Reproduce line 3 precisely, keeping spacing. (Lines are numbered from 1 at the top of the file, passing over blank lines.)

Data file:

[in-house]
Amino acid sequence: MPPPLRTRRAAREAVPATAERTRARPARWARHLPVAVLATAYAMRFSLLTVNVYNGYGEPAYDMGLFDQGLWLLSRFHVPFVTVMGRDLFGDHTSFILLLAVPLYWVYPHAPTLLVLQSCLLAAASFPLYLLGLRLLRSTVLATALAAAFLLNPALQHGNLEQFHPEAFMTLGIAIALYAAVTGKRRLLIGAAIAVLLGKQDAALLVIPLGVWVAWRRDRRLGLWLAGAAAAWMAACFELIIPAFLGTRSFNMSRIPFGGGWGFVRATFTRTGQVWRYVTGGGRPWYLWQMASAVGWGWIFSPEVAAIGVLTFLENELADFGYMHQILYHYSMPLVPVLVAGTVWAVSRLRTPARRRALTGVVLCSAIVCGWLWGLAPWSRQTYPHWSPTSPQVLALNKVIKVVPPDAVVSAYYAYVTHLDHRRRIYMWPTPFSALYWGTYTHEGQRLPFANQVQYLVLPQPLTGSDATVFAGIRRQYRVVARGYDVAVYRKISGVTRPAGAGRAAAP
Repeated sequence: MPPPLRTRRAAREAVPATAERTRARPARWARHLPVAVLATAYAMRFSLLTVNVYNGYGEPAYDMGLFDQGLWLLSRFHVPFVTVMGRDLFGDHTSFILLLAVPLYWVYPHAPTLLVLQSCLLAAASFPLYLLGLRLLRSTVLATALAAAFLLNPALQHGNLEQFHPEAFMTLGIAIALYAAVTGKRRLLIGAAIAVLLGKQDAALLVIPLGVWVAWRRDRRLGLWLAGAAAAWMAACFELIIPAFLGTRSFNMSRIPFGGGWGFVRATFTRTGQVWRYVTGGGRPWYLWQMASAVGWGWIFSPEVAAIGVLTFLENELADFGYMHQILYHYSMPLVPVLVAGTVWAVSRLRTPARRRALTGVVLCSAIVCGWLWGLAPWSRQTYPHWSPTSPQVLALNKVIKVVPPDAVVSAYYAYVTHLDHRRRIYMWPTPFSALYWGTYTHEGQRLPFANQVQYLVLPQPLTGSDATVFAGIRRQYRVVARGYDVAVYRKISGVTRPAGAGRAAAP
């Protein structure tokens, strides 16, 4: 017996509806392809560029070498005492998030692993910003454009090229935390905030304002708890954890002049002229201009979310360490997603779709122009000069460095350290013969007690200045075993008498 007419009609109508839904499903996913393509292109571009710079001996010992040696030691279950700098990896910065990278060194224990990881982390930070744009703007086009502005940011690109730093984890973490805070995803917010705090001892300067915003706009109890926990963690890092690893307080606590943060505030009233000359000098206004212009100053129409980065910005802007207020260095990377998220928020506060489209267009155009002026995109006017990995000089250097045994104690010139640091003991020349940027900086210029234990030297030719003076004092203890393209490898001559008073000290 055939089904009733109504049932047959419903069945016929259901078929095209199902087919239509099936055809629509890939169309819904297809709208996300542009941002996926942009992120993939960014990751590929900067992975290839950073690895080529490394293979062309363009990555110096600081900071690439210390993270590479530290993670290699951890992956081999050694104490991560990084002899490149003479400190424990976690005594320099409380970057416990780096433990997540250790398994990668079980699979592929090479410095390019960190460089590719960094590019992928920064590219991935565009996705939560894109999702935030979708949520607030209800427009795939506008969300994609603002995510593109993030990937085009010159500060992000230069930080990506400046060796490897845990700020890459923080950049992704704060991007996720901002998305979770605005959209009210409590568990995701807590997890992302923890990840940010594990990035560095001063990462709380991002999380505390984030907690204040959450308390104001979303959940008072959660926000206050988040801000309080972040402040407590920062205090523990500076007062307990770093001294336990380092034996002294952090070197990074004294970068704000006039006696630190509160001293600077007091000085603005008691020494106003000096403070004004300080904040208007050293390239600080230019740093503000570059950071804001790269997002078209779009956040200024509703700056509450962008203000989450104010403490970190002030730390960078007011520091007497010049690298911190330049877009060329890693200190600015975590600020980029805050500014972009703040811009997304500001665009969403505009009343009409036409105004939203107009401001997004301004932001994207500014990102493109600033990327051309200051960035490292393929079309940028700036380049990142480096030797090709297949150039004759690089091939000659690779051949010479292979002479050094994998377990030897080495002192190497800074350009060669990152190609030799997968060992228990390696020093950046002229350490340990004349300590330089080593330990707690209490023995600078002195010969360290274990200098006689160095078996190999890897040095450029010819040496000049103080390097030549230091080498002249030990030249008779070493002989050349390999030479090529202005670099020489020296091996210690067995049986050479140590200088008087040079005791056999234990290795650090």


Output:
Repeated sequence: MPPPLRTRRAAREAVPATAERTRARPARWARHLPVAVLATAYAMRFSLLTVNVYNGYGEPAYDMGLFDQGLWLLSRFHVPFVTVMGRDLFGDHTSFILLLAVPLYWVYPHAPTLLVLQSCLLAAASFPLYLLGLRLLRSTVLATALAAAFLLNPALQHGNLEQFHPEAFMTLGIAIALYAAVTGKRRLLIGAAIAVLLGKQDAALLVIPLGVWVAWRRDRRLGLWLAGAAAAWMAACFELIIPAFLGTRSFNMSRIPFGGGWGFVRATFTRTGQVWRYVTGGGRPWYLWQMASAVGWGWIFSPEVAAIGVLTFLENELADFGYMHQILYHYSMPLVPVLVAGTVWAVSRLRTPARRRALTGVVLCSAIVCGWLWGLAPWSRQTYPHWSPTSPQVLALNKVIKVVPPDAVVSAYYAYVTHLDHRRRIYMWPTPFSALYWGTYTHEGQRLPFANQVQYLVLPQPLTGSDATVFAGIRRQYRVVARGYDVAVYRKISGVTRPAGAGRAAAP